It sure looks to me like some degree of restoration effort was put into these DVD transfers. For the most part, I think the video on these discs looks remarkably good, especially for a program that originally was made during the earliest days of television. These first-year Supermans were actually made an entire year before they were ever aired, being filmed between July 23 and October 13 of 1951. The back of the DVD box claims that these episodes were "digitally mastered from original film elements". Sounds good to me. :)

I was especially impressed by the clarity of the opening titles, which is a segment of many TV shows that oft-times looks much worse on DVD than the 'body' of the episodes. But in this set, the Main Titles look excellent. Just check out the close-up of the revolver when it turns sideways during the show opening (as we hear the famous voice-over, "Faster than a speeding bullet!"). The gun is crystal-clear here.

I think, however, that just a single (nicely cleaned-up) opening sequence was used for these DVDs and repeated for all of the episodes in this collection. This becomes quite noticeable in Episode #13, "The Stolen Costume", which features rather subpar video quality for the episode itself, with lots of dirt specks dancing around the screen (although it was quite possibly the best print WB had to work with when it came to transferring this ep. to DVD), but the opening titles still look very clean and clear.

I, myself, haven't really noticed any major edits or essential footage missing from these episodes. Run times that I've made a point to check clocked in at a healthy 25 to 26 minutes each. As an example, I checked every episode's precise running time on Disc #1, and here are the results of those "time checks":

"Superman On Earth" -- Run Time: 25:52.
"The Haunted Lighthouse" -- 25:53.
"The Case Of The Talkative Dummy" -- 25:49.
"Mystery Of The Broken Statues" -- 25:23.
"The Monkey Mystery" -- 25:24.
"Night Of Terror" -- 25:55.

So, if any originally-aired footage has been cut out here, it's certainly not very much, that's for sure.

I really like the packaging for this first "Superman" DVD set, too. It's colorful, bright, and just plain fun to open up and look at. There's an attractive outer slipcase box that slides easily and smoothly over the interior case.

The five DVDs are placed in a Digipak type of folding case, with an overlapping disc-storing system that is growing in favor with this writer and DVD collector. Many people frown at the sight of the "stacked" type of DVD trays, but I'm beginning to like them better all the time. Stacking the discs in this overlapping arrangement within multi-disc sets cuts down on the bulkiness of the overall packaging, reducing the number of Digipak panels required to house all the software. And there's a certain "eye appeal" to this type of storage method, too (IMO). Plus, with a stacked arrangement, you don't need a table (or other surface) a half-mile wide in order to uncoil all the panels/flaps of the DVD case.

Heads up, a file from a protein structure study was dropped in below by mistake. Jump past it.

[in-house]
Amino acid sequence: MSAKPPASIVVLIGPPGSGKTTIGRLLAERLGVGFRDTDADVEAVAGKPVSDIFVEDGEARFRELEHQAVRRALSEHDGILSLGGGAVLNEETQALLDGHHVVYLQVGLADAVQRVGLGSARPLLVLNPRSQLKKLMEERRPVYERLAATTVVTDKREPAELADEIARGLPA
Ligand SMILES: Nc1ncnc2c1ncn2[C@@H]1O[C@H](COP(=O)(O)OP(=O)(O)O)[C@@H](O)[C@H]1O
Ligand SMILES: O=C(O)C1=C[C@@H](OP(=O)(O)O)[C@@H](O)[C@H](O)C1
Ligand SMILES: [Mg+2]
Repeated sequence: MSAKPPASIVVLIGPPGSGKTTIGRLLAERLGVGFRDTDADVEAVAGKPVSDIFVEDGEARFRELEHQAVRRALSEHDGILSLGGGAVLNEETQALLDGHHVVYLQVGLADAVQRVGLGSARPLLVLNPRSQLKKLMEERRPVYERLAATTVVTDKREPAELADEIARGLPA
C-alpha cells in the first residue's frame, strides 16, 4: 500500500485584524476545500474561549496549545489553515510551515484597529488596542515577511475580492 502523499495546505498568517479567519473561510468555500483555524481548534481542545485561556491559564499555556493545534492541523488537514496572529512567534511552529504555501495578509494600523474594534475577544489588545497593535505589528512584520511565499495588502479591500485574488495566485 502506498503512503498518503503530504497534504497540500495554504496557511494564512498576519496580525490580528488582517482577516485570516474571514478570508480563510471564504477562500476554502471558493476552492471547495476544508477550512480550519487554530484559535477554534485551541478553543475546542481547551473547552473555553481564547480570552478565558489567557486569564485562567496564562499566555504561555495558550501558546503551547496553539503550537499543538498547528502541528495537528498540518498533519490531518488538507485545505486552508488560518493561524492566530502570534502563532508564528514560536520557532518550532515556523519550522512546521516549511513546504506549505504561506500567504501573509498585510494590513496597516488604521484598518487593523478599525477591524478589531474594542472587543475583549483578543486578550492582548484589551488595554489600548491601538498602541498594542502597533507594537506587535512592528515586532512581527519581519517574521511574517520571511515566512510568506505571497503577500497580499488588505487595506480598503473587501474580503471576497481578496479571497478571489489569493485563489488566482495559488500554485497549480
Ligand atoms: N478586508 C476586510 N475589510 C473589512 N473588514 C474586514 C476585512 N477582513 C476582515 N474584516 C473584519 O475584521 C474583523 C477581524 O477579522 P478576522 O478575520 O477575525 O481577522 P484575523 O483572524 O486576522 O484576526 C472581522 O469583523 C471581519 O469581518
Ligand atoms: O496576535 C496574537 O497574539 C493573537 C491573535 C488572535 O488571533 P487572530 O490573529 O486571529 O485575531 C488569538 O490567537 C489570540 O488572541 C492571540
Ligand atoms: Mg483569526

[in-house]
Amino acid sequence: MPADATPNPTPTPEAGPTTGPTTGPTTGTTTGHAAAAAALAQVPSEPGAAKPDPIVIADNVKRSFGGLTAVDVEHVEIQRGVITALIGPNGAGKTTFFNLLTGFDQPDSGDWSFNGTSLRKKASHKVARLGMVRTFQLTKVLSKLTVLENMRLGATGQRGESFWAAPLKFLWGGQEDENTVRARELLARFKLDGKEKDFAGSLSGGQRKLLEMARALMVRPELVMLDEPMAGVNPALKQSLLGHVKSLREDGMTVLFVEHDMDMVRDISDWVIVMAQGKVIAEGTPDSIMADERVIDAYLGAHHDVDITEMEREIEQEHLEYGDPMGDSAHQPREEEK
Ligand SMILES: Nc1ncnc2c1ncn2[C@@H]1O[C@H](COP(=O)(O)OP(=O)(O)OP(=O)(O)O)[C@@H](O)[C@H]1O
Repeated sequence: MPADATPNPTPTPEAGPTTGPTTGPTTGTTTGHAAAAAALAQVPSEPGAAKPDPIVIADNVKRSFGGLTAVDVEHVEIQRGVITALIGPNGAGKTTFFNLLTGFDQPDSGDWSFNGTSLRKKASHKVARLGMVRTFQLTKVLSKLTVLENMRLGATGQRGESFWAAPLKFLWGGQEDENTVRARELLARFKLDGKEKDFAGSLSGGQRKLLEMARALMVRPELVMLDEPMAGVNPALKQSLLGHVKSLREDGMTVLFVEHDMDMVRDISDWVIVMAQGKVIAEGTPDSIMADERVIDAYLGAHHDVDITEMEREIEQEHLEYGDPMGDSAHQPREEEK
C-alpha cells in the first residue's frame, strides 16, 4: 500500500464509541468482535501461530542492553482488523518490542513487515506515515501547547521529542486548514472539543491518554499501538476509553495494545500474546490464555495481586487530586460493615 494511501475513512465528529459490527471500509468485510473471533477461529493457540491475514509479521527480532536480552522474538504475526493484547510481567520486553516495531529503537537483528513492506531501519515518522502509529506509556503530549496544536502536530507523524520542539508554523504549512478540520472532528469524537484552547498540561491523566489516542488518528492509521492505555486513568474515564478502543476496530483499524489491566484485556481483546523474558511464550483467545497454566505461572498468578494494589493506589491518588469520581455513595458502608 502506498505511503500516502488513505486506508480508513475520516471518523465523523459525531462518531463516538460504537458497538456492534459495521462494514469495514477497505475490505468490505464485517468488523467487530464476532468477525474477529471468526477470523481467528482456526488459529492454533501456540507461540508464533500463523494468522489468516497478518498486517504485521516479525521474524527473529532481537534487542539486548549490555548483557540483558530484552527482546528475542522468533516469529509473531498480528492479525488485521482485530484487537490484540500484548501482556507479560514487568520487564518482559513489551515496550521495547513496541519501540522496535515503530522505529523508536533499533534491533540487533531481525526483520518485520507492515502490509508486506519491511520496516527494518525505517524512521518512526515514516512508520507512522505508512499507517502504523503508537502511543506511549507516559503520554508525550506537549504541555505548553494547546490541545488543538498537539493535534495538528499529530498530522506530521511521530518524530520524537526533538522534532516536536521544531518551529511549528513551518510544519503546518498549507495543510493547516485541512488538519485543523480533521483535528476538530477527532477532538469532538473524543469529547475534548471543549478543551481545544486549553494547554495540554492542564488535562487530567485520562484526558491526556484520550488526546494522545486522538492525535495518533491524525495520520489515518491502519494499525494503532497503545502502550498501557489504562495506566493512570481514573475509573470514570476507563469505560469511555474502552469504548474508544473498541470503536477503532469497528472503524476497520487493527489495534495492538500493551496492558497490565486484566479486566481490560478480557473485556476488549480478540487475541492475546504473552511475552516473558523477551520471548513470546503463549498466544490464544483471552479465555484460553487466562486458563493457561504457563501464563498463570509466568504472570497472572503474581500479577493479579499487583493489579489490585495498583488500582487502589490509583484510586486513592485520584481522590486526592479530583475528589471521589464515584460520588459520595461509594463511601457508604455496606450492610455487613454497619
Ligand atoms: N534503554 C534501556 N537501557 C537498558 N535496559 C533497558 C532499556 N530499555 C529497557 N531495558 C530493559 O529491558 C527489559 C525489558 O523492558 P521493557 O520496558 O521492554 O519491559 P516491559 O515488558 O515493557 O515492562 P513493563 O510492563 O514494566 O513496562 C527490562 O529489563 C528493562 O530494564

I've also noticed that the DVD sets I have purchased that feature the overlapping discs also seem to have more user-friendly disc hubs (fasteners), i.e.: it seems to me that the stacked trays feature hubs that will release the discs more easily (without the need of a crowbar, or a stick of dynamite, to pry the darn things free from their clutching plastic homes, as with some non-stacked designs). ;)

When all five discs are removed from their trays, a very pleasant visual packaging treat is revealed -- A picture of Superman (in cartoon form) comes into full view; plus the word "SUPERMAN" is spelled out grandly in large colorful letters across two of the Digipak panels (in the familiar "Superman" font/style). It's a nice artwork/packaging touch that gives this DVD set more of a "collectible" feel to it. It's almost a shame to have to cover up the cool underlying artwork on the case with the discs themselves. ;)

Some pretty nice artwork adorns each of the five DVDs too, with a picture of a cast member on each disc -- e.g.: George Reeves (who occupies space on two of the discs, due to his dual role as both "Superman" and "Clark Kent"), plus Phyllis Coates ("Lois Lane" during Season 1 of the series), Jack Larson ("Jimmy Olsen"), and John Hamilton ("Perry White").